Polarisation has long been a feature of Kenyan politics, where ethnic, religious, and other identity based divisions have driven episodic violence, especially around elections. In 2010, in an effort to address tensions the national government set out a plan to devolve power to 47 newly designated counties. Eight years on, Will Bennett from Saferworld considers whether devolution has delivered on its promise of peace and inclusion?
Successive Kenyan presidents have gained power by appealing to their ethnic communities with promises of jobs and services. Without institutions able to distribute resources fairly, securing executive office became vital for the well-being and future prospects of each ethnic community, rendering national elections zero-sum. With so much at stake at the ballot box, violence has been an enduring feature of national elections.
Devolution was meant to be the panacea. By decentralising power to 47 counties, each with democratically elected governors, devolution was expected to lead to more inclusive and accountable county institutions able to deliver better services for all, and in turn reduce the tensions and divisions that cause conflict.
But has devolution delivered on its promise of peace and inclusion? New Saferworld research from Isiolo County – part of the Peace Research Partnership – paints a mixed picture.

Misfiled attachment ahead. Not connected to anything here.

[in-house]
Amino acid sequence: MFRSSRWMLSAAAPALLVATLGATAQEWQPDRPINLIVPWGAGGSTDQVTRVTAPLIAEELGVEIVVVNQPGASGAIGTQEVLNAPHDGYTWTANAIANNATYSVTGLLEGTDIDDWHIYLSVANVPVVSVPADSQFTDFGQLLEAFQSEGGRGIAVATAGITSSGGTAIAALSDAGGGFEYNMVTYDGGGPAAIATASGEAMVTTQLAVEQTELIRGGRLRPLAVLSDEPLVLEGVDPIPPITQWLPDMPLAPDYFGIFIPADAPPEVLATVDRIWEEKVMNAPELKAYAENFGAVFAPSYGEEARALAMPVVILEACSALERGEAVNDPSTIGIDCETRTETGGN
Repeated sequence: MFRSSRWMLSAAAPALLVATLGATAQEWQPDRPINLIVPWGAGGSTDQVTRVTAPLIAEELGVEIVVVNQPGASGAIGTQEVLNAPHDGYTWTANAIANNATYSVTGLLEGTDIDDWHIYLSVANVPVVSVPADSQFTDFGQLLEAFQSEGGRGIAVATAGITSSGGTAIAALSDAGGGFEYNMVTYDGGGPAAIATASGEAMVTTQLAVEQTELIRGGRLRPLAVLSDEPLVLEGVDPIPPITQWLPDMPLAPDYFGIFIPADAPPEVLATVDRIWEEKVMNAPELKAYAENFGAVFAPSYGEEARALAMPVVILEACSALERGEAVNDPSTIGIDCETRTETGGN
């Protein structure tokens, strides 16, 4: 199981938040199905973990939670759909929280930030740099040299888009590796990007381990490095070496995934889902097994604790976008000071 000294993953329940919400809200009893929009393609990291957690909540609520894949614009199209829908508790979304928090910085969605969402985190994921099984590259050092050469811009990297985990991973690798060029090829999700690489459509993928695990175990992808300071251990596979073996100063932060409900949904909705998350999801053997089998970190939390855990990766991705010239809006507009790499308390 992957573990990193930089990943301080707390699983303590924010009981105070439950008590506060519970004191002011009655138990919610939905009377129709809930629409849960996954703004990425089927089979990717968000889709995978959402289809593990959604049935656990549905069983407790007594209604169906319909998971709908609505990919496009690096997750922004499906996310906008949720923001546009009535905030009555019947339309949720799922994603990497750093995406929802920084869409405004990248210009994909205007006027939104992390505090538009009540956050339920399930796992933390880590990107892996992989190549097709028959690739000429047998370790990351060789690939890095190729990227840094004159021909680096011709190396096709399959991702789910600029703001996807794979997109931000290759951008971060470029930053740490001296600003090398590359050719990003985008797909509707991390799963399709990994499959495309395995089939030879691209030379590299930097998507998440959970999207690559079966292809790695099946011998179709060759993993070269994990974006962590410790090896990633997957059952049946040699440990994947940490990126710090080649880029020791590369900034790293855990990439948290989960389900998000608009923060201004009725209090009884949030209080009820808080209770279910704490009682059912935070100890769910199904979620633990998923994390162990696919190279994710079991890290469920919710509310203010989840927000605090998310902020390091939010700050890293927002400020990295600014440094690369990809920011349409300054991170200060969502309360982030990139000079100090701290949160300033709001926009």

There are some undeniably positive results of devolution in Isiolo. There is more financial investment and employment, better roads, health and Early Childhood Development (ECD) facilities, and people are closer to democratic processes that directly affect their lives. On the surface, the county government structures themselves look robust too, with all the institutions theoretically necessary to govern in accordance with the 2010 constitution.
These are good signs, but don’t quite tell the whole story.
Far from being cast aside, the ethno-politics that characterise national politics in Kenya have now been devolved to the counties. Identity rather than policy is people’s primary political concern, with gubernatorial elections characterised by ‘negotiated democracy’, whereby leaders from the major ethnic groups form voting blocs to gain power and divide up county departments upon taking office.
Some negotiated democracies have been found to be ‘inclusive enough’ to maintain short-term stability. But this stability is unlikely to last. Identity politics pit ethnic groups against each other and lead to exclusive service delivery based on patronage rather than need. Many people we interviewed said they felt like ‘devolution orphans’, with little opportunity to participate in formal political processes or to have any impact on county policy. One person we spoke with said, “business is being done in the darkness.”
A system like this is not conducive to sustainable peace, which depends on the political inclusion of all sections of society to ensure that those in office are responsive to people’s diverse needs.